The workflow for launching an app is pretty much broken. Between building it, testing, deploying, and adapting to feedback from actual users, the process could be a hard slog, even for a tech giant like Amazon or Microsoft. However, Vancouver-based Buddybuild has a solution that makes it easier for app builders to innovate faster and cheaper than ever – and they’ve just announced a Series A round of $7.6 million in financing to fuel rapid growth for their slick solution.
“The space is so ripe for innovation,” said Mike Abbott, partner at Kleiner Perkins Caufield and Byers, which led the investment for the round. “It’s clear that mobile is where we do most of our computing, but existing solutions in this space are an inhibitor to a team’s desire to iterate quickly. Today, teams resign themselves to retrofitting legacy web infrastructure which wasn’t designed to meet the unique requirements of building a mobile app.”
Buddybuild first launched in October 2015, and the demand for the solution was apparent back then, with an oversubscribed funding round of $1.2 million garnered in less than 24 hours. Much of that early enthusiasm from investors came from trust in Dennis Pilarinos, the founder and CEO, who had earned his stripes as a high level program manager developing popular products for Amazon and Microsoft. When his team was developing Amazon’s Fire Phone, he was meeting regularly with Amazon founder Jeff Bezos.
“We’re wired to humility because we don’t want to breed ego, where we think we’re untouchable or unstoppable.”
Though he’d worked with some of the biggest enterprises around, Pilarinos dreamed of being an entrepreneur since his days at Simon Fraser University – and when the idea for Buddybuild came up, it seemed like the right time. He’d seen from the inside how the process of mobile app development wasn’t efficient – and realized, after doing some research, that app development on competing systems wasn’t any better.
“Everyone suffers from the same problem,” he said. “Ultimately, your ability to engage your end users is the degree to which the app will be successful.” Buddybuild takes advantage of a cloud backend and an easy-to-use interface that gives developers instant feedback that’s more useful than what was previously available via email, such as highlighted screenshots of apps being used and ‘instant reply’ reports that can show a video log of what the user was doing up to fifteen seconds before the app crashed.
Creating that functionality and putting it out to the marketplace with a startup was a bit of a risk for a technology professional who had spent all of his working years in-house, Pilarinos acknowledged. “The position of the company when we started was just that we had a hypothesis and we wanted to experiment. We weren’t even sure we were building software people would like or use. That’s an uncomfortable position to be in. You’re putting in 60 to 80 hour weeks on things people might never see. This, on top of walking away from an Amazon position – that psychological position of building a company from scratch, dwarfs the second hardest thing you’ll ever do.”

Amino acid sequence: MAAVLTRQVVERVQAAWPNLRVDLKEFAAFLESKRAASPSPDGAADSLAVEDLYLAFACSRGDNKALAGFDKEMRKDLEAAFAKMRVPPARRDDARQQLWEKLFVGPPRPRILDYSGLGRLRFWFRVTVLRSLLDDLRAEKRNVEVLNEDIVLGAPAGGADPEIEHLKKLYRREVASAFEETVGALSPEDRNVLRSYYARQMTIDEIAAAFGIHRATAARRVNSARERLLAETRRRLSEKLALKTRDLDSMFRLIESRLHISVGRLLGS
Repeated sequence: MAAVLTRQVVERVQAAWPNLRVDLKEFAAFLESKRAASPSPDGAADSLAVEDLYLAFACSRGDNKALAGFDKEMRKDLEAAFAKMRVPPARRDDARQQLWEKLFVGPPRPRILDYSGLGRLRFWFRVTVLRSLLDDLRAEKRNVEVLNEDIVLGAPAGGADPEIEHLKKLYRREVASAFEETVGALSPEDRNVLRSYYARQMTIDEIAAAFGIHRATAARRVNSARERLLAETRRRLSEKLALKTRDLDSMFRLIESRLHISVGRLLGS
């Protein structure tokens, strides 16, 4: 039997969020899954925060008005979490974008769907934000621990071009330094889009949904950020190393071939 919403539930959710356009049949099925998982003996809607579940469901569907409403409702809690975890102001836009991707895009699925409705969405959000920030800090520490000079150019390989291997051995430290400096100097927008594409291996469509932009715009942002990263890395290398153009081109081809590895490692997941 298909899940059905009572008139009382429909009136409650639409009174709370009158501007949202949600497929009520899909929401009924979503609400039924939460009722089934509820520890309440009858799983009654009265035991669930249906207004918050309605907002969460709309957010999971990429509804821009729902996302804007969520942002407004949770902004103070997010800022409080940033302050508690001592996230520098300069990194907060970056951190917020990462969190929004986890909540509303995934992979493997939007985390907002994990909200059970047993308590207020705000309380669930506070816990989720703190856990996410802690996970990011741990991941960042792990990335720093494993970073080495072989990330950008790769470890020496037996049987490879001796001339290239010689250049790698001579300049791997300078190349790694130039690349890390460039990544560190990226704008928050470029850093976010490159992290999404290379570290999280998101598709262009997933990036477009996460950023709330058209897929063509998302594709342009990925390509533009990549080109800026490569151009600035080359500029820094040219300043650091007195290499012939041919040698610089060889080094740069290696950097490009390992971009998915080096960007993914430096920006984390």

That experiment paid off — they’ve already got over 2,000 companies using Buddybuild and the feedback has been extraordinary. Whistle Labs senior iOS engineer Scott Bates, for instance, calls Buddybuild “without question, the best mobile focused build tool available. The suite of features surrounding it, like their beta user feedback tool, Jira integration, crash logs that show you the actual code in context, and even prebuilding against new XCode releases make the decision to use BuddyBuild an easy one that I recommend every developer should make.”
Nonetheless, Pilarinos is remarkably humble about what they’ve achieved thus far – and attempts to instill that sense of humility in his team of 16 as they move forward. “We’re wired to humility because we don’t want to breed ego, where we think we’re untouchable or unstoppable. We’re focused on improving.” He suggests that if you have one out of 50 users that’s complaining on social media, you need to make it a priority to fix their problem, reach out to them, and hopefully make their experience more positive.
This is also a made-in-Vancouver success story – essentially because Pilarinos insisted on that as a condition of funding. “I have a passion to build this right here in Canada,” he said, resisting the usual pressures to relocate to Silicon Valley that local startups often see once venture capital gets involved. They’re now a part of Vancouver’s fast-growing tech hub – building relationships with other local companies to help foster that local community.